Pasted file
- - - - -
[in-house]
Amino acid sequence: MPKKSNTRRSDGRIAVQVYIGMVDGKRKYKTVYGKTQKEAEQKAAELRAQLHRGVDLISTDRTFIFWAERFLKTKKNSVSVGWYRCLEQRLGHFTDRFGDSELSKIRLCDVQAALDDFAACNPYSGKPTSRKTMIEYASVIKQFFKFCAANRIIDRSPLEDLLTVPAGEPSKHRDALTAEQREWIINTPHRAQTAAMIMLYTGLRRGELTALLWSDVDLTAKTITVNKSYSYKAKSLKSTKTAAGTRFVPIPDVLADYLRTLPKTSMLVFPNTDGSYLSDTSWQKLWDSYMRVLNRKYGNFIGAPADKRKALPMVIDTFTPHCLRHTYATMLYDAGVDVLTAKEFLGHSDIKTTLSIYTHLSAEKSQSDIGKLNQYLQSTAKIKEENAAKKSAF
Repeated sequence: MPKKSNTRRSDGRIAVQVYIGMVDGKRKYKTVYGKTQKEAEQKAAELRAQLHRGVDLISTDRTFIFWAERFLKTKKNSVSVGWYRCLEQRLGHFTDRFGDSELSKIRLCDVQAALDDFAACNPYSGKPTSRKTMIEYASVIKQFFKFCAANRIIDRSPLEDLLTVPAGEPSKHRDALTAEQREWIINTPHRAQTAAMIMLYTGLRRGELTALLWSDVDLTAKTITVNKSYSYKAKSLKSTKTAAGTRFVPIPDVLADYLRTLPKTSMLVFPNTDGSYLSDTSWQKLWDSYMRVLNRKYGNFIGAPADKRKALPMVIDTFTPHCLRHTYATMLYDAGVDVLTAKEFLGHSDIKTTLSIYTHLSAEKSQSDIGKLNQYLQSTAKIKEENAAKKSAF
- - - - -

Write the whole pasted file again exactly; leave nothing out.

[in-house]
Amino acid sequence: MPKKSNTRRSDGRIAVQVYIGMVDGKRKYKTVYGKTQKEAEQKAAELRAQLHRGVDLISTDRTFIFWAERFLKTKKNSVSVGWYRCLEQRLGHFTDRFGDSELSKIRLCDVQAALDDFAACNPYSGKPTSRKTMIEYASVIKQFFKFCAANRIIDRSPLEDLLTVPAGEPSKHRDALTAEQREWIINTPHRAQTAAMIMLYTGLRRGELTALLWSDVDLTAKTITVNKSYSYKAKSLKSTKTAAGTRFVPIPDVLADYLRTLPKTSMLVFPNTDGSYLSDTSWQKLWDSYMRVLNRKYGNFIGAPADKRKALPMVIDTFTPHCLRHTYATMLYDAGVDVLTAKEFLGHSDIKTTLSIYTHLSAEKSQSDIGKLNQYLQSTAKIKEENAAKKSAF
Repeated sequence: MPKKSNTRRSDGRIAVQVYIGMVDGKRKYKTVYGKTQKEAEQKAAELRAQLHRGVDLISTDRTFIFWAERFLKTKKNSVSVGWYRCLEQRLGHFTDRFGDSELSKIRLCDVQAALDDFAACNPYSGKPTSRKTMIEYASVIKQFFKFCAANRIIDRSPLEDLLTVPAGEPSKHRDALTAEQREWIINTPHRAQTAAMIMLYTGLRRGELTALLWSDVDLTAKTITVNKSYSYKAKSLKSTKTAAGTRFVPIPDVLADYLRTLPKTSMLVFPNTDGSYLSDTSWQKLWDSYMRVLNRKYGNFIGAPADKRKALPMVIDTFTPHCLRHTYATMLYDAGVDVLTAKEFLGHSDIKTTLSIYTHLSAEKSQSDIGKLNQYLQSTAKIKEENAAKKSAF